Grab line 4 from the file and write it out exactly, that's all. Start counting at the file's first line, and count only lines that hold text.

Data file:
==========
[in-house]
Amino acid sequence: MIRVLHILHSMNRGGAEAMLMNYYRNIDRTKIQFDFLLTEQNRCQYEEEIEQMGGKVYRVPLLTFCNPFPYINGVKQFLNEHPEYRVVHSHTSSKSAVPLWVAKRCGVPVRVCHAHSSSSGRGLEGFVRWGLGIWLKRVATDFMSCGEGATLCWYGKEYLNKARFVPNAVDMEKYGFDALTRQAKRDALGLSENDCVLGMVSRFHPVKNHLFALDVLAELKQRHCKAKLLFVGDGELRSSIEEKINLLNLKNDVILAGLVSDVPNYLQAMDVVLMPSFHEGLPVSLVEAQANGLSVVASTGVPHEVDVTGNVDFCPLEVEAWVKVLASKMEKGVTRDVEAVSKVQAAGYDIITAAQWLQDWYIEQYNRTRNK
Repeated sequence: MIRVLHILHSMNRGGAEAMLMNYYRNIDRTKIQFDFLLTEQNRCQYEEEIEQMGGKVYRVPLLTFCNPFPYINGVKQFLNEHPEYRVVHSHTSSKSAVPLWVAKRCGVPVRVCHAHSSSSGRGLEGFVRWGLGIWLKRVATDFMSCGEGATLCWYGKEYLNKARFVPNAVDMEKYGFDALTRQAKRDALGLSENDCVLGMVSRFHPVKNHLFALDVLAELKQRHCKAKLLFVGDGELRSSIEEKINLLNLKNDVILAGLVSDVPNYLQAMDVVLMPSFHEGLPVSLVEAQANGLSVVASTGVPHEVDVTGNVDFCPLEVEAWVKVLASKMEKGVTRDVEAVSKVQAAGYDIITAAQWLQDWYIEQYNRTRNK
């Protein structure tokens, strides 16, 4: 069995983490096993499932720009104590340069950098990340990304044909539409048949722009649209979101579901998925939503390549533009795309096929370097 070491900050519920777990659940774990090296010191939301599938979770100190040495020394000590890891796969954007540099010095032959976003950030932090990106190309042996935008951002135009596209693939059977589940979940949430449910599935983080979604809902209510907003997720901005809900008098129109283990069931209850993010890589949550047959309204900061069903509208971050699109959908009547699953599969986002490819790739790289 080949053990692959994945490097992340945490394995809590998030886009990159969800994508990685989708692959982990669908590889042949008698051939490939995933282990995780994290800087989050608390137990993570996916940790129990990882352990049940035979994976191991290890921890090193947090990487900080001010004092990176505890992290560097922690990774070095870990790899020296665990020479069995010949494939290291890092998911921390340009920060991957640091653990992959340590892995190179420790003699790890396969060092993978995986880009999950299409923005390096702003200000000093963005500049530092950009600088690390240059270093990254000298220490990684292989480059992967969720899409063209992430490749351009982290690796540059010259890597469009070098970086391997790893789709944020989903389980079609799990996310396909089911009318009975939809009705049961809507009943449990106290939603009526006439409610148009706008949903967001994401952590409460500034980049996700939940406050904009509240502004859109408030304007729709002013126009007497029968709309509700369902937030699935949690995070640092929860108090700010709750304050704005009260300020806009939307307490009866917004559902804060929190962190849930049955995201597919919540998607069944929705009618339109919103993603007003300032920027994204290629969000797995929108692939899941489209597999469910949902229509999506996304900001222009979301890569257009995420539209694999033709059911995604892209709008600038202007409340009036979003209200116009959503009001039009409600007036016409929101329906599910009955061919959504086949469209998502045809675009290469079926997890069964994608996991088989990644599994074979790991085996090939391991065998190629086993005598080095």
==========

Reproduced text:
């Protein structure tokens, strides 16, 4: 069995983490096993499932720009104590340069950098990340990304044909539409048949722009649209979101579901998925939503390549533009795309096929370097 070491900050519920777990659940774990090296010191939301599938979770100190040495020394000590890891796969954007540099010095032959976003950030932090990106190309042996935008951002135009596209693939059977589940979940949430449910599935983080979604809902209510907003997720901005809900008098129109283990069931209850993010890589949550047959309204900061069903509208971050699109959908009547699953599969986002490819790739790289 080949053990692959994945490097992340945490394995809590998030886009990159969800994508990685989708692959982990669908590889042949008698051939490939995933282990995780994290800087989050608390137990993570996916940790129990990882352990049940035979994976191991290890921890090193947090990487900080001010004092990176505890992290560097922690990774070095870990790899020296665990020479069995010949494939290291890092998911921390340009920060991957640091653990992959340590892995190179420790003699790890396969060092993978995986880009999950299409923005390096702003200000000093963005500049530092950009600088690390240059270093990254000298220490990684292989480059992967969720899409063209992430490749351009982290690796540059010259890597469009070098970086391997790893789709944020989903389980079609799990996310396909089911009318009975939809009705049961809507009943449990106290939603009526006439409610148009706008949903967001994401952590409460500034980049996700939940406050904009509240502004859109408030304007729709002013126009007497029968709309509700369902937030699935949690995070640092929860108090700010709750304050704005009260300020806009939307307490009866917004559902804060929190962190849930049955995201597919919540998607069944929705009618339109919103993603007003300032920027994204290629969000797995929108692939899941489209597999469910949902229509999506996304900001222009979301890569257009995420539209694999033709059911995604892209709008600038202007409340009036979003209200116009959503009001039009409600007036016409929101329906599910009955061919959504086949469209998502045809675009290469079926997890069964994608996991088989990644599994074979790991085996090939391991065998190629086993005598080095």